In the past couple of weeks L’Oreal and Beiersdorf have both turned to destocking to excuse poor first quarter sales.
Perishing the thought of admitting that fewer people are buying their cosmetics, they sought out an excuse in the murky and complicated world of inventories.
The favored line of argument is that retailers are cutting back on their inventories as a temporary defensive measure, causing a sharp dip in manufacturers’ sales.
The usually unspoken conclusion is that falling sales figures have nothing to do with consumer demand, which is as robust as ever.
Then it is common practice to trot out a tired anecdote about housewives in the Great Depression rushing out to buy lipstick more than they ever did in the days of easy money.
A favored excuse
L’Oreal CEO Jean-Paul Agon resorted to the destocking excuse to explain the disappointing sales figures from its luxury products division. He said: “Its sales have felt the strong impact… of very large inventory adjustments by distributors.”
Of course, lower consumer demand for L’Oreal’s luxury cosmetics never got a mention.
In the words of Bernstein Research analyst Andrew Wood: “As is their normal practice, management tried to put a brave face on things, with many excuse, (including destocking, of course.”
L’Oreal’s luxury division suffered a 17.5 per cent fall in sales while its consumer products division enjoyed 1 percent growth.
“Very large inventory adjustments” are an unconvincing explanation for the difference, especially when manufacturers suggest that destocking has little to do with consumer demand.
If retailers are reducing their stock of L’Oreal’s luxury cosmetics but holding on to its consumer products, it surely means they believe luxury products will stay on the shelf, while its cheaper alternatives will continue to sell.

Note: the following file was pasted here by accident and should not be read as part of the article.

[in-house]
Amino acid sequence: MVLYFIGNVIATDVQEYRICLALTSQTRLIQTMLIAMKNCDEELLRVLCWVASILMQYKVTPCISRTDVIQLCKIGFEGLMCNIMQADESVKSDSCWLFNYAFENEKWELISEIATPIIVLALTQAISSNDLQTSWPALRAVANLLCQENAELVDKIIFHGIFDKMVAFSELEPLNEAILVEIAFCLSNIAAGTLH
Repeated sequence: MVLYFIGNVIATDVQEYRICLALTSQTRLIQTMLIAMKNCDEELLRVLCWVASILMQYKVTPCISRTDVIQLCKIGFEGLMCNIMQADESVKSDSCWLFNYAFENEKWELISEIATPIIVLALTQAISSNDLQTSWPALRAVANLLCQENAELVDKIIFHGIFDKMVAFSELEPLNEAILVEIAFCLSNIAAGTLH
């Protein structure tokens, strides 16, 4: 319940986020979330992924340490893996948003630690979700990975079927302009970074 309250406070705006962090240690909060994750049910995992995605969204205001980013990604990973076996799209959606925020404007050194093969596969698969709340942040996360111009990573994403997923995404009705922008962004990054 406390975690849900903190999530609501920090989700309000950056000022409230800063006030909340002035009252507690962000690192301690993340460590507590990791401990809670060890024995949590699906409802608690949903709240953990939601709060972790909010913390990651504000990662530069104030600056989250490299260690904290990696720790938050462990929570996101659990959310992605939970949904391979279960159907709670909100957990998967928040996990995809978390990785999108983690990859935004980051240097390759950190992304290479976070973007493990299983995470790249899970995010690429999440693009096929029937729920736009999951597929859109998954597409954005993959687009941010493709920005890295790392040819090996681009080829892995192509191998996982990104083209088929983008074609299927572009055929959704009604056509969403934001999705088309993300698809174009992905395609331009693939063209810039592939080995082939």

L’Oreal is not the only cosmetics firm to resort to the destocking excuse. Beiersdorf said last week that “massive destocking at retailers was seen in the first quarter.” The degree to which destocking can be blamed for its poor results is difficult to judge.
Wood said: “There is probably some merit to this explanation given the prevalence of its use as an excuse across all consumer companies.”
Even for financial experts assessing the significance of destocking is difficult because the relevant data is unobtainable.
One analyst at major investment bank told CosmeticsDesign.com that “destocking is virtually impossible to measure” especially in less developed markets such as Eastern Europe.
Even in the US where data is more readily available quantifying the role of destocking is pretty tricky.
Destocking certainly makes market growth figures appear worse than they really are to those who restrict their reading to the financial results of the largest cosmetics firms.
Quantifying the impact destocking is the problem and it is this inherent vagueness that makes it an ideal excuse for cosmetics companies.
Uncovering the truth
However, there are ways of seeing through their attempts hide behind destocking.
One would expect destocking to have a similar effect on similar companies so it cannot be invoked to explain away sales that are poorer than those reported by peers.
For example, Wood said: “Destocking does not help explain why Henkel performed so much better than Beiersdorf this quarter.”
Manufacturers would like to herd all their problems at the door of destocking but there is no getting away from falling consumer demand.
Another way of getting to the truth is looking at market research data recorded at the check-out. Comparing beauty sales across different retail channels, NPD and IRI found that the overall US beauty market dropped 2 percent in value between 2008 and 2007 and that the prestige market took the biggest hit losing 3 percent.
Cosmetics sales may well not be as bad as income sheets suggest but manufacturers must admit that it is not just a temporary blip caused inventory adjustments.
Consumers are buying fewer and cheaper cosmetics. Even the fig leaf of destocking is not large enough to disguise that fact.